Tesla lobbied the United Kingdom government to raise taxes on gasoline and diesel cars in order to fund higher subsidies for electric cars, The Guardian reported Tuesday.

The automaker proposed both increased fuel taxes on gasoline and diesel, as well as a charge on internal-combustion car purchases, the paper reported, citing documents submitted to the government.

"Supporting zero-emissions vehicle uptake via mechanisms to make new fossil-fueled cars pay for the damage they cause is entirely reasonable and logical," Tesla wrote in the documents, dated last July.

Tesla said £3,000 (about $4,200 at the time of writing) grants for electric cars would be "revenue neutral," provided the government also brought in £49 ($68) per gasoline and diesel car sold in the U.K., based on 2019 sales figures. That would have to rise to £750 ($1,050) per gasoline and diesel car once EVs reached 20% market share, Tesla said.

Diesel taxis in London (Image by Flickr user Lars Ploughmann, used under CC license)

Diesel taxis in London (Image by Flickr user Lars Ploughmann, used under CC license)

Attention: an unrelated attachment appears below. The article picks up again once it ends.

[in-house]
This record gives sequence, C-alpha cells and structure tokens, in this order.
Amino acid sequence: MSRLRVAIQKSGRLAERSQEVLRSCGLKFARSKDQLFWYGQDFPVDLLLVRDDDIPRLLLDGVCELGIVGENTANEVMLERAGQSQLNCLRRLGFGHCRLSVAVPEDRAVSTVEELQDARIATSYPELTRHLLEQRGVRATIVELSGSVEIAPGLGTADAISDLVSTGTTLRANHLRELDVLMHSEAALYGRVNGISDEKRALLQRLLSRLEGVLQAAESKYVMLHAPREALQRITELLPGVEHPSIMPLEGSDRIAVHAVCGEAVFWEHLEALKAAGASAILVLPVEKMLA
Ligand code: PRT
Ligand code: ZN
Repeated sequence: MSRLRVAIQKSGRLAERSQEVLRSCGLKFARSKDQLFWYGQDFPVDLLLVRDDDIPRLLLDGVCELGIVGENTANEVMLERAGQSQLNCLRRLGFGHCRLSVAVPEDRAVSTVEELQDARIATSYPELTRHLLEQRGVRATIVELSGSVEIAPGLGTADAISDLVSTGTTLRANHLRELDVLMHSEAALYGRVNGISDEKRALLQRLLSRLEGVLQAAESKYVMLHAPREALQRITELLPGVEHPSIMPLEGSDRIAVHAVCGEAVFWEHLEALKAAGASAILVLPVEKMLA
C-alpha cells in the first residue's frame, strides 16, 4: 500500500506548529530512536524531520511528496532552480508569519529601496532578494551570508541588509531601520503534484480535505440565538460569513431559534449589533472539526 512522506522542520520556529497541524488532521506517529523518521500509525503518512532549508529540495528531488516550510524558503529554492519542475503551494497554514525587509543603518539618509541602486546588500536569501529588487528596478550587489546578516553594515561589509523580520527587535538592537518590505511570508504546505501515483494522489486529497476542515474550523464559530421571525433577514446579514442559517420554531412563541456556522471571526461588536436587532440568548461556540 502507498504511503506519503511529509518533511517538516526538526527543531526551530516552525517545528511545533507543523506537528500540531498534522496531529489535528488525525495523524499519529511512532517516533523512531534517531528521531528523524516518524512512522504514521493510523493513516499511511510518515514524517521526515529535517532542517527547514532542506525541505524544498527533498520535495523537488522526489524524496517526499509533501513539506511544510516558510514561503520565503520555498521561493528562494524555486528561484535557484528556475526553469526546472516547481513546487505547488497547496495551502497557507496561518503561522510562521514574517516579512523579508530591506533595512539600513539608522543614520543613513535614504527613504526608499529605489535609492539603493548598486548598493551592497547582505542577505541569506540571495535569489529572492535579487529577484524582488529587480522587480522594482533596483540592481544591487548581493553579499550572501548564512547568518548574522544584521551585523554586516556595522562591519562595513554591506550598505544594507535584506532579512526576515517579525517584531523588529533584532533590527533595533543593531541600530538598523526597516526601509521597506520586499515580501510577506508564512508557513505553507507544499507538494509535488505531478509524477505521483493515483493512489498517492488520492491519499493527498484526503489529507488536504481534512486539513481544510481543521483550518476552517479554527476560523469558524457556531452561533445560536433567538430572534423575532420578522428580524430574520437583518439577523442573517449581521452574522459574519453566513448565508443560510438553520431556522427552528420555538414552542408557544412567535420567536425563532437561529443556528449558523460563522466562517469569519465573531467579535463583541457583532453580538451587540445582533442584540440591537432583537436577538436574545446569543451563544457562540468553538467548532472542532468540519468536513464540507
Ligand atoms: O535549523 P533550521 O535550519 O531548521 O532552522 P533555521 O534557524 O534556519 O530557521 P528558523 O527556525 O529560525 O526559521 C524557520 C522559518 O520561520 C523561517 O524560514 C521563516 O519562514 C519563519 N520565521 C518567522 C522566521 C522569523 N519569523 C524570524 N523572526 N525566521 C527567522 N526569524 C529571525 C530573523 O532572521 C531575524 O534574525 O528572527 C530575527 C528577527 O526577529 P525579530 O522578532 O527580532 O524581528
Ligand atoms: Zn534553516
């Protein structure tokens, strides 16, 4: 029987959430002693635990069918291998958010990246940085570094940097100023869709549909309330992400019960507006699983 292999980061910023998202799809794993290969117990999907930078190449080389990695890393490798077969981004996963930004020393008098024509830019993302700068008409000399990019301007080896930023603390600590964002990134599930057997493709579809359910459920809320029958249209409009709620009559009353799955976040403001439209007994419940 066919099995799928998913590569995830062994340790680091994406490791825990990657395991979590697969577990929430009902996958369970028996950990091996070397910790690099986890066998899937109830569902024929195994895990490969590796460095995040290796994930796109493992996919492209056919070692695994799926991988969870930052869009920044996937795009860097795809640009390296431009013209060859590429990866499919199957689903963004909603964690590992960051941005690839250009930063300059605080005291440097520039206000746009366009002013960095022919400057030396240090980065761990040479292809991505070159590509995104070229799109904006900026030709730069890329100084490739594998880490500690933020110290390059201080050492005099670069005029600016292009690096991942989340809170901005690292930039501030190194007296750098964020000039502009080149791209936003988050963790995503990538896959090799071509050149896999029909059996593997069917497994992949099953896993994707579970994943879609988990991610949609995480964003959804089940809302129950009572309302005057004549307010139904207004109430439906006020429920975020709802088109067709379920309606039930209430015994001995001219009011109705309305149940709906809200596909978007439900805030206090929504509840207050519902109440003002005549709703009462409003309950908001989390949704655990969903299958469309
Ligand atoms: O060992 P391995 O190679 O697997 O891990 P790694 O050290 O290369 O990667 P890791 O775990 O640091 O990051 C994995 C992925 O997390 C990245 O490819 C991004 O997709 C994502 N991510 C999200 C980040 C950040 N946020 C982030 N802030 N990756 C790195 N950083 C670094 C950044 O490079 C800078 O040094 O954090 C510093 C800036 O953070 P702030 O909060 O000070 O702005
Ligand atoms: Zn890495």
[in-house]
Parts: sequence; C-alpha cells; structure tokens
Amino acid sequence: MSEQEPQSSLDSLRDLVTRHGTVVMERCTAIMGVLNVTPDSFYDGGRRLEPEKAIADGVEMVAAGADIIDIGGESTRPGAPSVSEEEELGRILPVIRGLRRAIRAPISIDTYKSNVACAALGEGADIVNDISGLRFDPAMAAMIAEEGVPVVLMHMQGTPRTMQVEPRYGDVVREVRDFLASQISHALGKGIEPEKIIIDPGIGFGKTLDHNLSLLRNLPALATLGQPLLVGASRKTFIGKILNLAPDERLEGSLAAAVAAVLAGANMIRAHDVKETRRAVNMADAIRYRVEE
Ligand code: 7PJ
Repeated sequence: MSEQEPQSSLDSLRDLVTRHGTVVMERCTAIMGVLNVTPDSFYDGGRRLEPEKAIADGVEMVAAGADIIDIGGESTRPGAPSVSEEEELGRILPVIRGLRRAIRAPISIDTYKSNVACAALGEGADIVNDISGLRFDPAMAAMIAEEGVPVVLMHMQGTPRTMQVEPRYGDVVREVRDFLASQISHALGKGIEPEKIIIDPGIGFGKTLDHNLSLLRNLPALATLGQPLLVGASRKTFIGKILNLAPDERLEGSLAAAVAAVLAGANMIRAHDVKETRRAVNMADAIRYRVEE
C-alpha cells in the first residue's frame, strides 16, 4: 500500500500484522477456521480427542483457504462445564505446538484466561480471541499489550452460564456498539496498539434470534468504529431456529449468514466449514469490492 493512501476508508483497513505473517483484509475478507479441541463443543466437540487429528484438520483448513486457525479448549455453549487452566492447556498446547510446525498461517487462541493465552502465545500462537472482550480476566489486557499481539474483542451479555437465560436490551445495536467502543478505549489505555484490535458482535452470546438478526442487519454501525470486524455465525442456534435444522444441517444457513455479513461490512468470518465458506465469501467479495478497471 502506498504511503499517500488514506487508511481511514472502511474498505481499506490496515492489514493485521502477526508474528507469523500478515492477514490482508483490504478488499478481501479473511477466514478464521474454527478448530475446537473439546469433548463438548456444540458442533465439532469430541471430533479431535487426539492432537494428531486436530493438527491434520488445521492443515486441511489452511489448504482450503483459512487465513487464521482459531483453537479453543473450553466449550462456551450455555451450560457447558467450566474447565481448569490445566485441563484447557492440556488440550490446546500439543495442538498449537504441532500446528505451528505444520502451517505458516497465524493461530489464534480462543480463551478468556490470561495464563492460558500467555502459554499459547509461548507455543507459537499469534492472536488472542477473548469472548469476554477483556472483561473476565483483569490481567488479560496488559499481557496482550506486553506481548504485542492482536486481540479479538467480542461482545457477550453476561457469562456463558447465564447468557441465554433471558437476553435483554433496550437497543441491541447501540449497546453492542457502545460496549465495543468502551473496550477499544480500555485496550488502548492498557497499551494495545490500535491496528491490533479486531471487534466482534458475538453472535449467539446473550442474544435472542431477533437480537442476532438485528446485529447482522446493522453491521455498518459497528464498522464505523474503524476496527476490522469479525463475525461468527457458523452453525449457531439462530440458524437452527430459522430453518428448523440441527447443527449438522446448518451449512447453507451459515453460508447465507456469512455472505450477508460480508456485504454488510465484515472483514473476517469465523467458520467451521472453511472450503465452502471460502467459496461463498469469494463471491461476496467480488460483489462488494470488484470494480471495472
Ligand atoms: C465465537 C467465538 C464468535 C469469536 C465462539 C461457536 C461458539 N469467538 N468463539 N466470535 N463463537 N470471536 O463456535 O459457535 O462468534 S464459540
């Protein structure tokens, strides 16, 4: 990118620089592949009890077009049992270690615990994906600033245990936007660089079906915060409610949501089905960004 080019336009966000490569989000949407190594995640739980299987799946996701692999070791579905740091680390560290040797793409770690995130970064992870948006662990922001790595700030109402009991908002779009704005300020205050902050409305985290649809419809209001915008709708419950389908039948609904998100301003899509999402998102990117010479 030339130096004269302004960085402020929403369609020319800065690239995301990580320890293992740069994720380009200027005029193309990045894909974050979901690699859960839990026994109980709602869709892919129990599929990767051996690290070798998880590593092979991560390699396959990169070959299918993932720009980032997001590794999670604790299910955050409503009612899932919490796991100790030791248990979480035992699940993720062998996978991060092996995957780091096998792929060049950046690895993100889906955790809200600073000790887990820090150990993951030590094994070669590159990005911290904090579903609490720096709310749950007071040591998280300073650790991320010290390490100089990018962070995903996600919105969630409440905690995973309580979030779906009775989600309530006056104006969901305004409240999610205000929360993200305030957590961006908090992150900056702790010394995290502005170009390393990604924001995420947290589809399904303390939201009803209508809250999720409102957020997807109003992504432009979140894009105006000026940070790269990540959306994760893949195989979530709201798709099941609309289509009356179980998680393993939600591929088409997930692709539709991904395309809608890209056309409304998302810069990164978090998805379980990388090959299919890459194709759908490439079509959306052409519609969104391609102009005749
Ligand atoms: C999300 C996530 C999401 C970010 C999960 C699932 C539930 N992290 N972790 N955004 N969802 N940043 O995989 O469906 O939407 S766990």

The automaker also argued for a zero-emission vehicle mandate similar to what's already in place in its home state of California, the report said. Both the UK and California are moving to end sales of new internal-combustion vehicles by 2035.

In the United States, some state governments are considering doing the opposite of what Tesla reportedly proposed for the UK.

The rise of electric cars has led to concerns over lost gas-tax revenue, leading to proposals for extra fees or, in one case, labelling electricity as fuel and taxing it like gasoline or diesel.

However, the federal gas tax hasn't adequately funded road maintenance for some time. Even President Donald Trump indicated support for a 25-cent gas-tax boost in 2018 to bring in more revenue. Nothing came of that, though.